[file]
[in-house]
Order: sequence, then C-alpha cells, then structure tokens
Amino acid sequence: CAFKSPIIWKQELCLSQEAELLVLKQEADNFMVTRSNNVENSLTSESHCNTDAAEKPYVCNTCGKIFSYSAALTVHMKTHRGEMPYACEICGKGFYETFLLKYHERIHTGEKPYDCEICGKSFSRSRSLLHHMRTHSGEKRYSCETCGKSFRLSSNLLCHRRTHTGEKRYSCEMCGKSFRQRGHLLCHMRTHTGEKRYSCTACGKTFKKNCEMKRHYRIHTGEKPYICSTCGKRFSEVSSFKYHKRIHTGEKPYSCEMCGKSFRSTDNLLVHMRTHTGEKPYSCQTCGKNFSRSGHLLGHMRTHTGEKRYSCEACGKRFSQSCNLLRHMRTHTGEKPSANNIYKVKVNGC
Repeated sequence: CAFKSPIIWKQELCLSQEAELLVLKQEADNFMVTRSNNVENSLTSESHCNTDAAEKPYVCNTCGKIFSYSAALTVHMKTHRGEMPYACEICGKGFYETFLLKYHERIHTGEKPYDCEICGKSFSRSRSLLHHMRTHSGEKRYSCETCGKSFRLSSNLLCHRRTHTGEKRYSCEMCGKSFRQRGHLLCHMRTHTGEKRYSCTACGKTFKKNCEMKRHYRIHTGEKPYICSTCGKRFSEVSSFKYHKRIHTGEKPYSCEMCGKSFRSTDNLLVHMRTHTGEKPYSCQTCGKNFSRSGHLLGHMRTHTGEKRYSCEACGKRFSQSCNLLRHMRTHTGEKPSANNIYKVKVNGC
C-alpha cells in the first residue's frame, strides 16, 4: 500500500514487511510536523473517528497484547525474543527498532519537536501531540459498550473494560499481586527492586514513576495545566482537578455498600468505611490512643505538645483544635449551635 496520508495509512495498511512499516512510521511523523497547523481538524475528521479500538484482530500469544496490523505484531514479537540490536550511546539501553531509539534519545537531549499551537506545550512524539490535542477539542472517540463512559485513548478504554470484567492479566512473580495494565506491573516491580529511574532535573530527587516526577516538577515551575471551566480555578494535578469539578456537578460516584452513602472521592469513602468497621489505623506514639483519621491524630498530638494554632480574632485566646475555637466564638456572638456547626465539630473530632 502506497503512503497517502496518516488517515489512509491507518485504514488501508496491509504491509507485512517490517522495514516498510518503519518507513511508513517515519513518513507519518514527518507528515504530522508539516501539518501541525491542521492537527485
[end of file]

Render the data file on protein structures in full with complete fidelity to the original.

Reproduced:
[in-house]
Order: sequence, then C-alpha cells, then structure tokens
Amino acid sequence: CAFKSPIIWKQELCLSQEAELLVLKQEADNFMVTRSNNVENSLTSESHCNTDAAEKPYVCNTCGKIFSYSAALTVHMKTHRGEMPYACEICGKGFYETFLLKYHERIHTGEKPYDCEICGKSFSRSRSLLHHMRTHSGEKRYSCETCGKSFRLSSNLLCHRRTHTGEKRYSCEMCGKSFRQRGHLLCHMRTHTGEKRYSCTACGKTFKKNCEMKRHYRIHTGEKPYICSTCGKRFSEVSSFKYHKRIHTGEKPYSCEMCGKSFRSTDNLLVHMRTHTGEKPYSCQTCGKNFSRSGHLLGHMRTHTGEKRYSCEACGKRFSQSCNLLRHMRTHTGEKPSANNIYKVKVNGC
Repeated sequence: CAFKSPIIWKQELCLSQEAELLVLKQEADNFMVTRSNNVENSLTSESHCNTDAAEKPYVCNTCGKIFSYSAALTVHMKTHRGEMPYACEICGKGFYETFLLKYHERIHTGEKPYDCEICGKSFSRSRSLLHHMRTHSGEKRYSCETCGKSFRLSSNLLCHRRTHTGEKRYSCEMCGKSFRQRGHLLCHMRTHTGEKRYSCTACGKTFKKNCEMKRHYRIHTGEKPYICSTCGKRFSEVSSFKYHKRIHTGEKPYSCEMCGKSFRSTDNLLVHMRTHTGEKPYSCQTCGKNFSRSGHLLGHMRTHTGEKRYSCEACGKRFSQSCNLLRHMRTHTGEKPSANNIYKVKVNGC
C-alpha cells in the first residue's frame, strides 16, 4: 500500500514487511510536523473517528497484547525474543527498532519537536501531540459498550473494560499481586527492586514513576495545566482537578455498600468505611490512643505538645483544635449551635 496520508495509512495498511512499516512510521511523523497547523481538524475528521479500538484482530500469544496490523505484531514479537540490536550511546539501553531509539534519545537531549499551537506545550512524539490535542477539542472517540463512559485513548478504554470484567492479566512473580495494565506491573516491580529511574532535573530527587516526577516538577515551575471551566480555578494535578469539578456537578460516584452513602472521592469513602468497621489505623506514639483519621491524630498530638494554632480574632485566646475555637466564638456572638456547626465539630473530632 502506497503512503497517502496518516488517515489512509491507518485504514488501508496491509504491509507485512517490517522495514516498510518503519518507513511508513517515519513518513507519518514527518507528515504530522508539516501539518501541525491542521492537527485